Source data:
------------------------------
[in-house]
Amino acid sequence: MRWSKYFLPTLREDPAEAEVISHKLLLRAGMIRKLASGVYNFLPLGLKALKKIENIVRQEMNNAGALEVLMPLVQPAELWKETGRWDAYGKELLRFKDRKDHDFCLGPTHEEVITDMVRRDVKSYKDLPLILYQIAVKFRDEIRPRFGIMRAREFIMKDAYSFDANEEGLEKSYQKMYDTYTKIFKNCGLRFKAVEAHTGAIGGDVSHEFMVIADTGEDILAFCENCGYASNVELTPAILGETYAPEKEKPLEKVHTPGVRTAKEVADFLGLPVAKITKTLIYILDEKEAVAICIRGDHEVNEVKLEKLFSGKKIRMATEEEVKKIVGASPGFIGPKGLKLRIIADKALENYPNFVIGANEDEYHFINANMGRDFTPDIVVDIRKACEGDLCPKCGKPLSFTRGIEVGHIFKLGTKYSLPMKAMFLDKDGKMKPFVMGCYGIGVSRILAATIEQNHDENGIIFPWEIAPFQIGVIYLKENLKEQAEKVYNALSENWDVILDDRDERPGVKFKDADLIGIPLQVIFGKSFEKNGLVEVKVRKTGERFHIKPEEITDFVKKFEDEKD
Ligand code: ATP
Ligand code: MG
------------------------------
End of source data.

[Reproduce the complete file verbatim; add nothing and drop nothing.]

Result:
[in-house]
Amino acid sequence: MRWSKYFLPTLREDPAEAEVISHKLLLRAGMIRKLASGVYNFLPLGLKALKKIENIVRQEMNNAGALEVLMPLVQPAELWKETGRWDAYGKELLRFKDRKDHDFCLGPTHEEVITDMVRRDVKSYKDLPLILYQIAVKFRDEIRPRFGIMRAREFIMKDAYSFDANEEGLEKSYQKMYDTYTKIFKNCGLRFKAVEAHTGAIGGDVSHEFMVIADTGEDILAFCENCGYASNVELTPAILGETYAPEKEKPLEKVHTPGVRTAKEVADFLGLPVAKITKTLIYILDEKEAVAICIRGDHEVNEVKLEKLFSGKKIRMATEEEVKKIVGASPGFIGPKGLKLRIIADKALENYPNFVIGANEDEYHFINANMGRDFTPDIVVDIRKACEGDLCPKCGKPLSFTRGIEVGHIFKLGTKYSLPMKAMFLDKDGKMKPFVMGCYGIGVSRILAATIEQNHDENGIIFPWEIAPFQIGVIYLKENLKEQAEKVYNALSENWDVILDDRDERPGVKFKDADLIGIPLQVIFGKSFEKNGLVEVKVRKTGERFHIKPEEITDFVKKFEDEKD
Ligand code: ATP
Ligand code: MG